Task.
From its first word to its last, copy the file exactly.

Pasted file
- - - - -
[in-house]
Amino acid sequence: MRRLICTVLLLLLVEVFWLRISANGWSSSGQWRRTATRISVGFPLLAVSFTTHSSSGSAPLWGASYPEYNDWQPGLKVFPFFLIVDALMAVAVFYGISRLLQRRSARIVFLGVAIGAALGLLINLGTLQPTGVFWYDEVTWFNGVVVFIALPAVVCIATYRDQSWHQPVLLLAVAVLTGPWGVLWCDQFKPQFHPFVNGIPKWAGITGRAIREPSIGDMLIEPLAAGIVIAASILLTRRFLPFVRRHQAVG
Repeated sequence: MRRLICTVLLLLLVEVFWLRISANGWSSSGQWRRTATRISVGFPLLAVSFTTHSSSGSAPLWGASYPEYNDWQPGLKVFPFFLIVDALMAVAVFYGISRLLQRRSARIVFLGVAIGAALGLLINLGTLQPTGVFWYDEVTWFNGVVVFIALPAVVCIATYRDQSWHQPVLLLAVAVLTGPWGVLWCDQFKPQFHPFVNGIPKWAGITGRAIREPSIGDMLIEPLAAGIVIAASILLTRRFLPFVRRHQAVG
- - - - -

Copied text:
[in-house]
Amino acid sequence: MRRLICTVLLLLLVEVFWLRISANGWSSSGQWRRTATRISVGFPLLAVSFTTHSSSGSAPLWGASYPEYNDWQPGLKVFPFFLIVDALMAVAVFYGISRLLQRRSARIVFLGVAIGAALGLLINLGTLQPTGVFWYDEVTWFNGVVVFIALPAVVCIATYRDQSWHQPVLLLAVAVLTGPWGVLWCDQFKPQFHPFVNGIPKWAGITGRAIREPSIGDMLIEPLAAGIVIAASILLTRRFLPFVRRHQAVG
Repeated sequence: MRRLICTVLLLLLVEVFWLRISANGWSSSGQWRRTATRISVGFPLLAVSFTTHSSSGSAPLWGASYPEYNDWQPGLKVFPFFLIVDALMAVAVFYGISRLLQRRSARIVFLGVAIGAALGLLINLGTLQPTGVFWYDEVTWFNGVVVFIALPAVVCIATYRDQSWHQPVLLLAVAVLTGPWGVLWCDQFKPQFHPFVNGIPKWAGITGRAIREPSIGDMLIEPLAAGIVIAASILLTRRFLPFVRRHQAVG